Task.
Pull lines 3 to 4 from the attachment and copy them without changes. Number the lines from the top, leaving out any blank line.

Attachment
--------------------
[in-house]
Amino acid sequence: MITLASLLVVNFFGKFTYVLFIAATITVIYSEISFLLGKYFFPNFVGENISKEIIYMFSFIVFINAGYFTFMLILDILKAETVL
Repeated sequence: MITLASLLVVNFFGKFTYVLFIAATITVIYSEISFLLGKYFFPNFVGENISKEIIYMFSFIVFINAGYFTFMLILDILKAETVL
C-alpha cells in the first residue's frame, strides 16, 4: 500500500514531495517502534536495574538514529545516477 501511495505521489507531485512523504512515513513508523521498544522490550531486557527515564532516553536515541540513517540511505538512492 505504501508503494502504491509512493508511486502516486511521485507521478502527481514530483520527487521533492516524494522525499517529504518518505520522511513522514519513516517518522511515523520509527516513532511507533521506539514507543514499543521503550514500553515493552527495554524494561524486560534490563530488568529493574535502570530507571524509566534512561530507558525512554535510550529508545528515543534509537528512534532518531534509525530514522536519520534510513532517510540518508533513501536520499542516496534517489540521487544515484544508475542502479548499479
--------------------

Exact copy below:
Repeated sequence: MITLASLLVVNFFGKFTYVLFIAATITVIYSEISFLLGKYFFPNFVGENISKEIIYMFSFIVFINAGYFTFMLILDILKAETVL
C-alpha cells in the first residue's frame, strides 16, 4: 500500500514531495517502534536495574538514529545516477 501511495505521489507531485512523504512515513513508523521498544522490550531486557527515564532516553536515541540513517540511505538512492 505504501508503494502504491509512493508511486502516486511521485507521478502527481514530483520527487521533492516524494522525499517529504518518505520522511513522514519513516517518522511515523520509527516513532511507533521506539514507543514499543521503550514500553515493552527495554524494561524486560534490563530488568529493574535502570530507571524509566534512561530507558525512554535510550529508545528515543534509537528512534532518531534509525530514522536519520534510513532517510540518508533513501536520499542516496534517489540521487544515484544508475542502479548499479